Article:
But from scratch, and fully programmed by myself.


Although those are cute little projects, one can squeeze a LOT more out of an AVR.

I myself have been using a Mega32 for a video game system (but it could work just as well with a Mega88 with a lower screen resolution).
So far i've got 32x24 characters color video and 3 channel audio... using just over 4kB of flash for code, and another 1kB for the character set, so i have still over 26kB of the flash to fill up with all kinds of neat stuff...

Permalink: Electronics Pit

Technical data:

  • video: 32x24 characters 4 bit color; 768 bytes character data + 768 bytes color data (16 text & 16 background colors for each character)
  • 'medium' graphics capability: 96x48 pixels (character based). Physical resolution: 288x192 pixels on PAL signal
  • dotclock: 8MHz with the AVR running on a 16MHz crystal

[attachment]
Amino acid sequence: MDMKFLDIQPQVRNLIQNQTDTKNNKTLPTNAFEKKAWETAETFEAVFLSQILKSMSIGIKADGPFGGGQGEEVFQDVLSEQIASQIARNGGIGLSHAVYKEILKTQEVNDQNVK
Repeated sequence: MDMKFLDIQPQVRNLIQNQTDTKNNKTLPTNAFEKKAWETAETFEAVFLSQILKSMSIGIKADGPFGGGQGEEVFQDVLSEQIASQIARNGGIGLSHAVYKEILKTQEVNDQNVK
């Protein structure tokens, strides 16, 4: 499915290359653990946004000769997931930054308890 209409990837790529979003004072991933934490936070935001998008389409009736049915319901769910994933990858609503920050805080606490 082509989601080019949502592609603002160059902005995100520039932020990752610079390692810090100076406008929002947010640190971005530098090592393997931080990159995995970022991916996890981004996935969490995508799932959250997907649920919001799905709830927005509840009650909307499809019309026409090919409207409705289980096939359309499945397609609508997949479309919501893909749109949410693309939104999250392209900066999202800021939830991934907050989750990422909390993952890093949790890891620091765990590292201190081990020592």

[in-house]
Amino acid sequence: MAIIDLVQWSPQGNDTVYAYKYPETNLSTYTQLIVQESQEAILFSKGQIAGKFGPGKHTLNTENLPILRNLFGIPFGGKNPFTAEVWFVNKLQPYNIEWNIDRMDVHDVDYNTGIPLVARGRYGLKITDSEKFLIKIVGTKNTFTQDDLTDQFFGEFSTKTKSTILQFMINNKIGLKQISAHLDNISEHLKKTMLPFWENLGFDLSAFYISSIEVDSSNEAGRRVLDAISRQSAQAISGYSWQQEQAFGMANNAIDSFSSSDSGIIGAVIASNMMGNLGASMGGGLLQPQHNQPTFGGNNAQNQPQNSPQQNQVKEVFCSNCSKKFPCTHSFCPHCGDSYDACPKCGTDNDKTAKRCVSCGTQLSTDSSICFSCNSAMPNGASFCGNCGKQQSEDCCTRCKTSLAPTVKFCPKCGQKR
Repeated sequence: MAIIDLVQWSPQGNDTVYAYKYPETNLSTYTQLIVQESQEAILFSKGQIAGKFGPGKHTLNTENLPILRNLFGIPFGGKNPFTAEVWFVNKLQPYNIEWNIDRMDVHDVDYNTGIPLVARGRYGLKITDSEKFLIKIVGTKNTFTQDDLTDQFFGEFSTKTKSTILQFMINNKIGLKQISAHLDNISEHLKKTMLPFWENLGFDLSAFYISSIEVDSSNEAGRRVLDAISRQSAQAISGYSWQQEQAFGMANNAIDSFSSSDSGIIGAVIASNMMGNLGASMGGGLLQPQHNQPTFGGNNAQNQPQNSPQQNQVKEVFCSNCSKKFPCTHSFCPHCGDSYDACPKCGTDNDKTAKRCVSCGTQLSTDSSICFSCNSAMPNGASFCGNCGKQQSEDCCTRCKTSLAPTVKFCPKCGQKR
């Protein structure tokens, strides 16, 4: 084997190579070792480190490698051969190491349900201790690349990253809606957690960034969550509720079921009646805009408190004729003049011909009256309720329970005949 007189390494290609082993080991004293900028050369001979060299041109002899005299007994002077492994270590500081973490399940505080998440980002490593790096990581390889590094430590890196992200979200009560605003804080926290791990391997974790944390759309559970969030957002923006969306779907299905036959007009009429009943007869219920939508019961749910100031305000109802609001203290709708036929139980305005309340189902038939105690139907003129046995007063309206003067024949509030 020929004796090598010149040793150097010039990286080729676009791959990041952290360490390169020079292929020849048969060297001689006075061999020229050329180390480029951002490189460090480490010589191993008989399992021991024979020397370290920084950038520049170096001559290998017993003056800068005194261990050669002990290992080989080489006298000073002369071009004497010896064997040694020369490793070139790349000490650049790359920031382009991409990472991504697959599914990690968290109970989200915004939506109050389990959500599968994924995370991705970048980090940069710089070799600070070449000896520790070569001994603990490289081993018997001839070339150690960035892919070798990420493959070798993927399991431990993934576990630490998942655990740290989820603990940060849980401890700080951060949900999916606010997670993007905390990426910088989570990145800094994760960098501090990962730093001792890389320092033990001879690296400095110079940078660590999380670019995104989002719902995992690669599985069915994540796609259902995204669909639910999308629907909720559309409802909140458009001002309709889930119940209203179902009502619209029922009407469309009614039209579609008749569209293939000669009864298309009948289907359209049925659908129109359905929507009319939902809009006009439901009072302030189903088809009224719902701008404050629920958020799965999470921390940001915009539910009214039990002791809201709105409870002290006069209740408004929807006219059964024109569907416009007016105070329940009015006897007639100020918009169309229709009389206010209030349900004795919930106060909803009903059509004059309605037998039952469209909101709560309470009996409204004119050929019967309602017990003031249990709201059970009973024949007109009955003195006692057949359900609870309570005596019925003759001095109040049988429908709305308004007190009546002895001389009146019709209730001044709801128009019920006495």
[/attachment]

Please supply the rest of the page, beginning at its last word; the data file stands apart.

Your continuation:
• RGB+HSYNC output. For PAL FBAS or CVBS an additional RGB to PAL IC is required (for example: MC1377 or AD724). Without this, it is possible to create monochrome composite video, using a resister DAC
  • audio: 3 independant voices, capable of producing either triangle, sawtooth, pulse wave or white noise.
  • three ADSR envelope generators and master volume are also included (simular to 6581 SID)
  • mixing speed: 7.8kHz (half the PAL horizontal frequency).
  • BASIC: 32 user variables (16bit, signed)
  • on-chip EEPROM (1kB) completely usable for BASIC program/data
  • BASIC command "vocabulary" still to be created. Simple commands: PRINT, POKE/PEEK, IF, GOTO and simple equations are already coded
  • data can be entered using a PS/2 keyboard on a full-screen editor (Commodore64-like)
  • Tests show that the Console32 uses roughly 3/4 of its time for interrupt service routines, leaving a little over 4MHz for user implementation (BASIC)
  • 3 external ICs required: two 74HCTxx for color generation and i've used a Tiny13 as a PS/2 keyboard controller